But the benefits of parachuting into East Outer Nowhere are myriad. Depending on the size of the paper, you’ll get to do almost everything. At my second newspaper job, as city reporter at the Camden (S.C.) Chronicle-Independent, it was possible to cover everything from snooze-inducing city council meetings to violent crime, business ribbon cuttings to interviews with visiting celebrities and political bigwigs, .

I got invited to pilot a glider plane, fly with the Army Golden Knights skydiving team, rappel from a fire department bucket truck and qualify on .38, .45 and Glock 9mm handguns with the police department. On a weekly basis I hung out with cops without being a suspect, visited the jail without being a prisoner and got to see the inner workings of local and state politics without the mess of running for election.

Will you get rich? Unlikely. But you will learn to live within your meager means – a must for any writer, no matter how successful you might become. And until you write that breakout novel that’s bubbling up inside you, you’ll get the daily satisfaction of knowing that you are being paid every day to hone the craft you aspired to.

Feel the Music

Music, much like smell, is a powerful memory trigger. Just as a whiff of a lover’s old cologne or perfume can ignite an encyclopedia of emotions, music carries with it the ability to draw a person back to a particular time, place or emotional state.

Personally, I think everyone has a time during their life when they’re especially susceptible to an imprint tied to music. And because an important key in being an effective writer is being able to tap into real emotions, music can be a tool for that.

For me, one of the first moments I recall music directly tied to emotion was as a pre-teen in the late 1970s. Disco was at its height and somewhere out of my field of vision punk was percolating in New York City and London.

But because I was living in a small town near the coast of South Carolina, my exposure to anything other than what was on the local Top 40 AM station was pretty limited. Consider that the first time I heard the Beatles was around that time period when a friend hoped to cure me of my ABBA fandom with a copy of Revolver. Thankfully it worked.Revolver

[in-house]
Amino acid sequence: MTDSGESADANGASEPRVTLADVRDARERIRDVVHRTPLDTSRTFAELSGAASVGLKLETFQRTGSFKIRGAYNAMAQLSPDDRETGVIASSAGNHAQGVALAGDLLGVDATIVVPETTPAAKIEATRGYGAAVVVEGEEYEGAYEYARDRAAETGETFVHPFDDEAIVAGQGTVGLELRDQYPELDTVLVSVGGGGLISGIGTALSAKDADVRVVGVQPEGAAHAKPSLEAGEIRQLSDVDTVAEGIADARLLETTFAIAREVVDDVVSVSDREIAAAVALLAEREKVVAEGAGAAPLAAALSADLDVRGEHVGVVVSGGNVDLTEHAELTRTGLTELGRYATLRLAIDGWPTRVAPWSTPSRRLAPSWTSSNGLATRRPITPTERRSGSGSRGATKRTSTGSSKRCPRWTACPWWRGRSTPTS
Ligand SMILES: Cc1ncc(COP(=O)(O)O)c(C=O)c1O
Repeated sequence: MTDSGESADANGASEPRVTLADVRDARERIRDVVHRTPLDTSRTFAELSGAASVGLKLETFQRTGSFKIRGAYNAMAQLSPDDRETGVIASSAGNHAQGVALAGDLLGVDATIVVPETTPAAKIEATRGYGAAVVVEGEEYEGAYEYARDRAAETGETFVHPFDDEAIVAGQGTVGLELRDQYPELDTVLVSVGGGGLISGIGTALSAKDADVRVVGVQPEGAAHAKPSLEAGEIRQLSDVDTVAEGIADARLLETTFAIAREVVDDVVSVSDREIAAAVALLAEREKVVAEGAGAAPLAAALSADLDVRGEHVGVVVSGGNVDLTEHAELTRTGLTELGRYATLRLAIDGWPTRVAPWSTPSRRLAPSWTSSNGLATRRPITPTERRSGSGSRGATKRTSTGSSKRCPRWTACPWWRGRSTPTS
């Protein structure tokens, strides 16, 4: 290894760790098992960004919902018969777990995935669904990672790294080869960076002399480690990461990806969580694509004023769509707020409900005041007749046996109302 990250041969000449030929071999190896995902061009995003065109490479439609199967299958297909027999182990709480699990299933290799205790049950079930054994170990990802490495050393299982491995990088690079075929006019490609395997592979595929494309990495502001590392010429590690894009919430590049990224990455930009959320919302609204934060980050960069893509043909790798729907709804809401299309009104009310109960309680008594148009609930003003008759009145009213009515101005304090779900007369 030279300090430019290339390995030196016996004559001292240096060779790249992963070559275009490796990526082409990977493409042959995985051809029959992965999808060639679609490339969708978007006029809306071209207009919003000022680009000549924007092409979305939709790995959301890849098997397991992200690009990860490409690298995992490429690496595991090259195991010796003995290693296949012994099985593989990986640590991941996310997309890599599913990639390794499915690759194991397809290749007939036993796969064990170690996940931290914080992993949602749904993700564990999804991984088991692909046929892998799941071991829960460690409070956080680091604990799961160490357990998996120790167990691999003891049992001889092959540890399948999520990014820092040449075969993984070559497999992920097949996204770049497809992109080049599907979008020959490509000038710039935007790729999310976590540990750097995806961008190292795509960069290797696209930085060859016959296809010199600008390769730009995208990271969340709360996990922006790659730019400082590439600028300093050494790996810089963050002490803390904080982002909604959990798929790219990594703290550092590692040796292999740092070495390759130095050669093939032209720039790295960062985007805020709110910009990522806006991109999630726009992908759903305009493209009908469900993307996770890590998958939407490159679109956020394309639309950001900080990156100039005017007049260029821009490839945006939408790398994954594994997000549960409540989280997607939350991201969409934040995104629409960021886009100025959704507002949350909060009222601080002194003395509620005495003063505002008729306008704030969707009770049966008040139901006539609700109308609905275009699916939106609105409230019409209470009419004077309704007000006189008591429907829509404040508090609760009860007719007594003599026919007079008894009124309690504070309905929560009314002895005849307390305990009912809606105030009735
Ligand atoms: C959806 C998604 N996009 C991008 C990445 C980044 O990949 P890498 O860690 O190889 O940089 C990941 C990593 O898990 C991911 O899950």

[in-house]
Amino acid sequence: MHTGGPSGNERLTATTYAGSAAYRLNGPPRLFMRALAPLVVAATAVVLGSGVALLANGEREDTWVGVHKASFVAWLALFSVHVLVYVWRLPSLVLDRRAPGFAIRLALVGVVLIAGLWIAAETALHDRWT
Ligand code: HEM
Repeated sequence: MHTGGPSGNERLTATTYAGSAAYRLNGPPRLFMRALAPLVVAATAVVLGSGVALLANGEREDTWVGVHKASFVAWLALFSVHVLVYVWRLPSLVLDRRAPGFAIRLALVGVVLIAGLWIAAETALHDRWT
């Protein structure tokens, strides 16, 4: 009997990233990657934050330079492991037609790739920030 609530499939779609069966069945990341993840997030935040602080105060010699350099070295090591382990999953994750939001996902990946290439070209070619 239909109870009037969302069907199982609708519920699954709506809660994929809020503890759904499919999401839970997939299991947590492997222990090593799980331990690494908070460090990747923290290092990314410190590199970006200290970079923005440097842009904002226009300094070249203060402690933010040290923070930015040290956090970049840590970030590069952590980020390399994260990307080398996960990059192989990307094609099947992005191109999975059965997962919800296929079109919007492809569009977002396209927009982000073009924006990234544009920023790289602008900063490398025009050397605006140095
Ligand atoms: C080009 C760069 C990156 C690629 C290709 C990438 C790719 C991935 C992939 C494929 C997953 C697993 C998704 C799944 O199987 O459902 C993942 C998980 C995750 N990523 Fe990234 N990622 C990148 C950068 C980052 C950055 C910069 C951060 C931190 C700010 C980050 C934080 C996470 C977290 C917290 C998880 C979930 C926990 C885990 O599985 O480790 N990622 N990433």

Still, a few bits of excellence filtered through on the airwaves. And while I, at that age, could have already told you that Rod Stewart’s “Do You Think I’m Sexy?” was an abomination, I was able to pick out some gems that really stuck with me. Part of that is directly related to the fact that I was feeling the first pangs of late-grade school infatuation with members of the opposite sex.

So it should come as no surprise that a couple of standout songs from that period were “Is She Really Going Joe Jackson 1978Out With Him” by Joe Jackson and “Cruel to be Kind” by Nick Lowe. Both spoke volumes to what I felt was a cargo ship full of unrequited love I was going through at the time. Now, when I need to tap youthful heartbreak, it helps to cast my mind back to how those particular songs seemed to capture everything my much less cynical younger self felt.

Much like a Method actor, who uses real-life experience to tap into what emotions a character in a film or on stage might be feeling, as writers we are called to do the same things with our stories. Think about the songs during your life that have coincided with highly emotional events or have somehow captured the way you’ve felt about a person or situation and don’t be afraid to use them (and the feelings they recall) in creating genuine, rich and layered emotions for your characters.

 

The Power of the F-You Factor

It’s all well and good for authors to talk about deciding to pursue writing for the sake of art.

But today it’s time to talk about a secret reason many do it, and a possible motivating factor for you to do it, as well.

It’s called revenge. Or as I like to refer to it in terms of writing, the F-You Factor.Fight-for-your-right-to…give-the-finger

Consider this: Many writers, no matter how early they begin, are told either point-blank or through inference that pursuing a career in writing is for losers/social outcasts/people resigned to being broke.

Somehow, the fact that you have stories in your head that you simply must get out is treated like a passing fancy, pointless daydreaming or – worst of all – mental illness.

You’ll often see this kind of treatment early, usually by playful dismissal from parents who haven’t a damn clue what they’re doing. Remember, folks, the idea is to lift your kids up and let them reach their full potential, not to be a soul crushing demotivator because your kid decides she doesn’t want to be a radiologist.

“Ha, ha. You make up such cute stories, Ricky. Too bad that’s just going to get your ass kicked at the country club and ensure no one will ever let you into Harvard.”